The BacLight™ LIVE/DEAD® bacterial viability kit (Life Technologies) was used to stain the controls and samples according to the manufacturer’s protocol. The Guava easyCyte flow cytometer (EMD Millipore) was used for data acquisition and analysis. Stained Fraquil was used as a blank for instrument setting. Freshly cultured JR32 was used as the live control and JR32 boiled in a water bath for 10 min was used as the dead control for data analysis. Both controls and samples were diluted to an OD600 of 0.01 before staining and flow cytometry analysis.

GFP reporter assay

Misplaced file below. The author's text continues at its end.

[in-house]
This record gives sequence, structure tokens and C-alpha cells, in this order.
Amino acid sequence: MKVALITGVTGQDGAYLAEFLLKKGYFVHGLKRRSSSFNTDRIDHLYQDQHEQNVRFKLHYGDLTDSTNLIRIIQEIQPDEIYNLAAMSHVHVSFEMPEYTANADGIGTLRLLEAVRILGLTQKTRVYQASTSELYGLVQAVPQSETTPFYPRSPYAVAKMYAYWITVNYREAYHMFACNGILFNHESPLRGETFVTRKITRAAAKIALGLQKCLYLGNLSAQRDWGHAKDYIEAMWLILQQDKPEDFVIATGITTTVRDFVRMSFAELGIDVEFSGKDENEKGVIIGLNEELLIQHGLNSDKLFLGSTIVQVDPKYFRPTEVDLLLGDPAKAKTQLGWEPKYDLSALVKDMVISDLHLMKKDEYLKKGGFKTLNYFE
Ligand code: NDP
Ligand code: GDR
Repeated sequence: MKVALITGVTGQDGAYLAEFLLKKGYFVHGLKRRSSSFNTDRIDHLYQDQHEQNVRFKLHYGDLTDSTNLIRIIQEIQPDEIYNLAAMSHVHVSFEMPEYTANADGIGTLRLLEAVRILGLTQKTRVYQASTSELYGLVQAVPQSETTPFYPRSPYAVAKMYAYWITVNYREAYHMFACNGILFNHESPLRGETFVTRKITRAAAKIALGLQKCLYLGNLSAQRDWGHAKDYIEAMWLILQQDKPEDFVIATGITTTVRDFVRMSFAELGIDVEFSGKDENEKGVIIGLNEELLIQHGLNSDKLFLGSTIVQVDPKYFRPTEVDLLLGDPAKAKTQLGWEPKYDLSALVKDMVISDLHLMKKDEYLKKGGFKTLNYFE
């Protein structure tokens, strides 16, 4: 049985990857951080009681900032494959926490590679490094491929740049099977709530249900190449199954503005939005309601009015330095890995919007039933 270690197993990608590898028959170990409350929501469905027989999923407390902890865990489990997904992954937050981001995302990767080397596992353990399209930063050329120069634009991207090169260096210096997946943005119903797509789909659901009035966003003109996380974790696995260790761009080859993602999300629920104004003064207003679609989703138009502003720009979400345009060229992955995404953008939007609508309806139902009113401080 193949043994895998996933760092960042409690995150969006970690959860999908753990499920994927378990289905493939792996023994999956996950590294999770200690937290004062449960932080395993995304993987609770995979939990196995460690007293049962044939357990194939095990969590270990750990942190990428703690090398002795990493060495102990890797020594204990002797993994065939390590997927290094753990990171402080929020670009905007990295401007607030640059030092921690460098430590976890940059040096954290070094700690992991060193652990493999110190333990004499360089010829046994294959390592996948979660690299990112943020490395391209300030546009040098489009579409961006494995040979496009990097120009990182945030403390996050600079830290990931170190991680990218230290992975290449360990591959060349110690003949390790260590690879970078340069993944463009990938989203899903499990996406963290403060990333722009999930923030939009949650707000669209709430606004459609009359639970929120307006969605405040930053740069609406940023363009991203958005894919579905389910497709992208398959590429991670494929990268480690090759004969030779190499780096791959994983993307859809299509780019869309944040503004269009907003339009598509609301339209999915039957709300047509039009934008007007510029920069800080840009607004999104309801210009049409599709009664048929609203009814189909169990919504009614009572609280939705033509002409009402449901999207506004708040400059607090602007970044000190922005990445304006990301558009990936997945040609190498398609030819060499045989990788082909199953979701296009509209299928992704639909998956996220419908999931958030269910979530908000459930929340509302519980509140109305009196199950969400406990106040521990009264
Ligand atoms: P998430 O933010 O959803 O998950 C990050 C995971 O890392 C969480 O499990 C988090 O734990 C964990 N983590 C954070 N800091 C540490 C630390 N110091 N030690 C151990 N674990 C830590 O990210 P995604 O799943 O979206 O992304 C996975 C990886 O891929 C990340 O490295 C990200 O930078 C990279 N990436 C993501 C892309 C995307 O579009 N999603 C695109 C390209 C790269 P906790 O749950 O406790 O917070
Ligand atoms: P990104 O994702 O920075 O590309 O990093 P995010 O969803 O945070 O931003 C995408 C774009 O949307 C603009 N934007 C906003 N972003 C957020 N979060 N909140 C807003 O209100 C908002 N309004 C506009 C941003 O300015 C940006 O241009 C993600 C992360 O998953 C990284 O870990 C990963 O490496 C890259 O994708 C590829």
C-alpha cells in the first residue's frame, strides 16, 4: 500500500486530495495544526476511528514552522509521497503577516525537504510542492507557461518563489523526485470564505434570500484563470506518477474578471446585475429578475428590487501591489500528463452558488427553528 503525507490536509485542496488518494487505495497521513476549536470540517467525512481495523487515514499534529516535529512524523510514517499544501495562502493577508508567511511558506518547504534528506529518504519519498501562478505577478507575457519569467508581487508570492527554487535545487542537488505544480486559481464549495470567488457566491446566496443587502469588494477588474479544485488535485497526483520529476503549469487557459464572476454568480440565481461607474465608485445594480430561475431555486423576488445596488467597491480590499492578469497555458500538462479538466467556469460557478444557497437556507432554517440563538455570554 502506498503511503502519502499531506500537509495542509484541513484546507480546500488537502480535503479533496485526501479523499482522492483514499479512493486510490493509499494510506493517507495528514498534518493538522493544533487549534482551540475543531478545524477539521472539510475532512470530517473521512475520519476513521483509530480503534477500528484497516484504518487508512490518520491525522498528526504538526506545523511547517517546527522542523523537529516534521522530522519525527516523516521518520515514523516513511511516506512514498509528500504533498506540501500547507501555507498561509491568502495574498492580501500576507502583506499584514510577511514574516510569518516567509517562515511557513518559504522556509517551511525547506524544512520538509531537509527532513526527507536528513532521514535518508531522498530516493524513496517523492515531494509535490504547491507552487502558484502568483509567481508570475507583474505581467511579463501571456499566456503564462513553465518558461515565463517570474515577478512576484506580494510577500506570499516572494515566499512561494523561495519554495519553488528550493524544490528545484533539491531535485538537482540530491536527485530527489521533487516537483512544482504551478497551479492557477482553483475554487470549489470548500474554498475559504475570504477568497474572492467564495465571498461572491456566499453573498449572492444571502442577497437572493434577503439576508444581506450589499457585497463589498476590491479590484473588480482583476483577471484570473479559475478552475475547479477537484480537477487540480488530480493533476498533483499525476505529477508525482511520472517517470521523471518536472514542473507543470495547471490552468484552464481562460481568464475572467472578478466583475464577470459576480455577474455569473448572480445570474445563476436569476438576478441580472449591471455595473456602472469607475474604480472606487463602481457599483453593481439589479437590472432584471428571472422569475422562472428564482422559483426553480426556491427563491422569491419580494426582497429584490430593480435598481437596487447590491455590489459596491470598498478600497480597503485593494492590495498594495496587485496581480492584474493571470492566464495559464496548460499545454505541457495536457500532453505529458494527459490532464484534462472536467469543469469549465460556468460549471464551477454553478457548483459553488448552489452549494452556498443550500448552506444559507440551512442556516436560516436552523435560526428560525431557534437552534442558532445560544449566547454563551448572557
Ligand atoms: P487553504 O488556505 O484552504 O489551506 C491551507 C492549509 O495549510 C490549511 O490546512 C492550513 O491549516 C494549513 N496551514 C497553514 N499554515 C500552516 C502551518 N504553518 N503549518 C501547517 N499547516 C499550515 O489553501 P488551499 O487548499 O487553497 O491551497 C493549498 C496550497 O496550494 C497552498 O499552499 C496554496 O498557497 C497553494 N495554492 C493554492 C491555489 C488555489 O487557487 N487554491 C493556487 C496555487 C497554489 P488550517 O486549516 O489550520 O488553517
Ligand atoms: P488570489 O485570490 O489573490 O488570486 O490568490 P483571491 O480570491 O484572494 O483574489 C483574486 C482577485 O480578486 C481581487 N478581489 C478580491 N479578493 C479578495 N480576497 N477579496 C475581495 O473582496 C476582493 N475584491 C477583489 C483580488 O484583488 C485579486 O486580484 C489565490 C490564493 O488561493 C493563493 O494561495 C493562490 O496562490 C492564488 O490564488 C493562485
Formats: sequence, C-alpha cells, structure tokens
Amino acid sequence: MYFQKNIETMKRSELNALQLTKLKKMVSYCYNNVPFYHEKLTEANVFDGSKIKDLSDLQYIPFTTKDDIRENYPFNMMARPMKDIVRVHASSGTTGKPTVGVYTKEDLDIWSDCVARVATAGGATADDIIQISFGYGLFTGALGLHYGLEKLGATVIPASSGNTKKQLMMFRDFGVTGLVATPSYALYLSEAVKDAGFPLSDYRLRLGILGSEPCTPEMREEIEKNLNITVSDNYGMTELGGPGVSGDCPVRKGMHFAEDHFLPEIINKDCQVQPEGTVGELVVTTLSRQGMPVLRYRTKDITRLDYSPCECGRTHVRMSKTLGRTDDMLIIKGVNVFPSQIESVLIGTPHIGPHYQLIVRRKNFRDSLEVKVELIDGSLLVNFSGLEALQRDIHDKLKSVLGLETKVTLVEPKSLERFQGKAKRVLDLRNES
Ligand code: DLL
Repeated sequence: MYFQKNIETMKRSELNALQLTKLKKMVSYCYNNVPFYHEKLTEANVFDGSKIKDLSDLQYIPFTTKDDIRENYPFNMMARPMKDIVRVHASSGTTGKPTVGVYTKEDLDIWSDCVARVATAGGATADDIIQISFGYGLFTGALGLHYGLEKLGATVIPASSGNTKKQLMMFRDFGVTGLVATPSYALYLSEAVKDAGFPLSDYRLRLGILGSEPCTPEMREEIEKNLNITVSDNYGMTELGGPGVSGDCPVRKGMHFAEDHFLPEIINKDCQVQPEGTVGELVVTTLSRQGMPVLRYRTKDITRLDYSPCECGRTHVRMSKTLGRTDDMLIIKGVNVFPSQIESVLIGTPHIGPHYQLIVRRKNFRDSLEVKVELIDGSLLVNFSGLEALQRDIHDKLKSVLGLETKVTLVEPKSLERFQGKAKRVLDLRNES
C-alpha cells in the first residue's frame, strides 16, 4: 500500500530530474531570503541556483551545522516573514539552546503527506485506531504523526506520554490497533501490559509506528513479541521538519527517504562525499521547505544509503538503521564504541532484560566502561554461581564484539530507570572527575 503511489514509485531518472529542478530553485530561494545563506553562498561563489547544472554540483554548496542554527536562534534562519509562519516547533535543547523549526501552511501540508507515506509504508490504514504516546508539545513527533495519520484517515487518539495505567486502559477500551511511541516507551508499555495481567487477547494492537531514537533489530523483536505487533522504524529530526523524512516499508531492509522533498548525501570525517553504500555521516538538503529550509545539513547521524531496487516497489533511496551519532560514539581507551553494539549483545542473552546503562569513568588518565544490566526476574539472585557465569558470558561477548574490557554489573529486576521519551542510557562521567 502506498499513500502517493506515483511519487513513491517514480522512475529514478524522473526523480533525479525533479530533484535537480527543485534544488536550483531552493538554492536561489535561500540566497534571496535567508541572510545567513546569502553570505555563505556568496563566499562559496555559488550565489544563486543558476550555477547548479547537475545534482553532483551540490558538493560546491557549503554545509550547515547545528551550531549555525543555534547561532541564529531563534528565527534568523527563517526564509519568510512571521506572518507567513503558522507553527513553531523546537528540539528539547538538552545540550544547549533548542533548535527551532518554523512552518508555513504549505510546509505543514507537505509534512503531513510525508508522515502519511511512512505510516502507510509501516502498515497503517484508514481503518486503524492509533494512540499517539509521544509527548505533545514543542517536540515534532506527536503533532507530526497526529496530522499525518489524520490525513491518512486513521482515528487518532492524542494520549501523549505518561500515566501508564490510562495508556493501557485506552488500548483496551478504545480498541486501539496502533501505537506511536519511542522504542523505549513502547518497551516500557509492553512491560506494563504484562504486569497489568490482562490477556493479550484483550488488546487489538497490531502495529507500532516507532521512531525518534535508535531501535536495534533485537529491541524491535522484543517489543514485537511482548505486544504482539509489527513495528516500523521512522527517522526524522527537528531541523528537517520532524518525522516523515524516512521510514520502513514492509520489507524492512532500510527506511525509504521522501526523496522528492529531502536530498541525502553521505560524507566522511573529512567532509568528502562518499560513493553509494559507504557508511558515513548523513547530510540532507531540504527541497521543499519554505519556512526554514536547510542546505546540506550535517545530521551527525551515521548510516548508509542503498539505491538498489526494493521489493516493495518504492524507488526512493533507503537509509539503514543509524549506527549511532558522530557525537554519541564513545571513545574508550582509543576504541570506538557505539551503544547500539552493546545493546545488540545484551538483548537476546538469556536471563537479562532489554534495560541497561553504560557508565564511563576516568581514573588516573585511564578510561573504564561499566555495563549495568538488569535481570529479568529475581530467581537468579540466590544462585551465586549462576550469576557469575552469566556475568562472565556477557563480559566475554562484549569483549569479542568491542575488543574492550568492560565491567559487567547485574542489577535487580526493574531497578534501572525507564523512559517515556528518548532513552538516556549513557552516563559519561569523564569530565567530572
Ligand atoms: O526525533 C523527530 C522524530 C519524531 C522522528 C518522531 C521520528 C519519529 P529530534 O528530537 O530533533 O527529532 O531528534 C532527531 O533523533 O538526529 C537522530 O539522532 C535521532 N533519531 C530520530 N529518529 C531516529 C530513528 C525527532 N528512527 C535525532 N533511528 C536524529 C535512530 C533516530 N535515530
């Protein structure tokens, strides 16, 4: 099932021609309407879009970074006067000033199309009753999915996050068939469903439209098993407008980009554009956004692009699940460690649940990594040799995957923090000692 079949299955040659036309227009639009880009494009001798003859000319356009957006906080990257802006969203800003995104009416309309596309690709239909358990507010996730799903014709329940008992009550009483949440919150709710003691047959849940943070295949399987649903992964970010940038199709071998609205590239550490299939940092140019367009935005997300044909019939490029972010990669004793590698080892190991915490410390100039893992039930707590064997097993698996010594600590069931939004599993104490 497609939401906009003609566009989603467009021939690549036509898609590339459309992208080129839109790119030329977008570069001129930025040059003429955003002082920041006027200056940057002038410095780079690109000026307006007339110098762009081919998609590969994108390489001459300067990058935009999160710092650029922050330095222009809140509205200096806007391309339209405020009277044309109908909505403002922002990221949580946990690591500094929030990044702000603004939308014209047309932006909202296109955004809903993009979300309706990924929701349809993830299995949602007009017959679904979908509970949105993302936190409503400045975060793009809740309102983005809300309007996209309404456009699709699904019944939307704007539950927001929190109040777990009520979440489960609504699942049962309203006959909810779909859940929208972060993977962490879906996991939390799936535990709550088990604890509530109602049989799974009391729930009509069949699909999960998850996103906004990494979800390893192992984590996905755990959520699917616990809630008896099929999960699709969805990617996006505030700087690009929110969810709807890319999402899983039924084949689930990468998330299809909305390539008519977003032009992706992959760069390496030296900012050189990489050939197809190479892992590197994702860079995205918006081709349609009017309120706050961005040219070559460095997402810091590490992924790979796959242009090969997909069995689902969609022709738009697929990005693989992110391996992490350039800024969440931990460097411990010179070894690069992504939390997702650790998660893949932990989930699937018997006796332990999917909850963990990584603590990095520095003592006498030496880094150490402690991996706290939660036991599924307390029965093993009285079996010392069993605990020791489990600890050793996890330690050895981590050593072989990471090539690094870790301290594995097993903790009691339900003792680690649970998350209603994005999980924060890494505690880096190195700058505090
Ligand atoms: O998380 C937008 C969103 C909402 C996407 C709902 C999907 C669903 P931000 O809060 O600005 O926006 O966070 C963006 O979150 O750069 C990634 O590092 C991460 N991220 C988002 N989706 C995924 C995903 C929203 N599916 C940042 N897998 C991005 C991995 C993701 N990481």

The JR32 strain carying pXDC31 containing the Ptac promoter upstream of the GFP encoding sequence was used as the positive control. For the construction of negative control strains, the plasmids pXDC39 (pMMB207c without Ptac) and pXDC31 were first extracted from SPF132 and JR32 pXDC31, respectively, before digesting with SacI and XmnI (NEB). The GFP encoding sequence from pXDC31 was gel purified and ligated with the digested pXDC39 using T4 DNA ligase (NEB). The ligation mixture was transformed into competent E. coli DH5α and the transformants were selected for chloramphenicol resistance. The presence of the GFP sequence in the plasmid extracted from transformants was validated by PCR using the primers pXDC39-F and GFP-R. Subsequently, this plasmid, pSF78, was introduced into JR32 and LM1376 (rpoS mutant) by electroporation to produce SPF265 and SPF221, respectively. Because of the lack of a promoter upstream of the GFP encoding sequence, these two strains do not express GFP.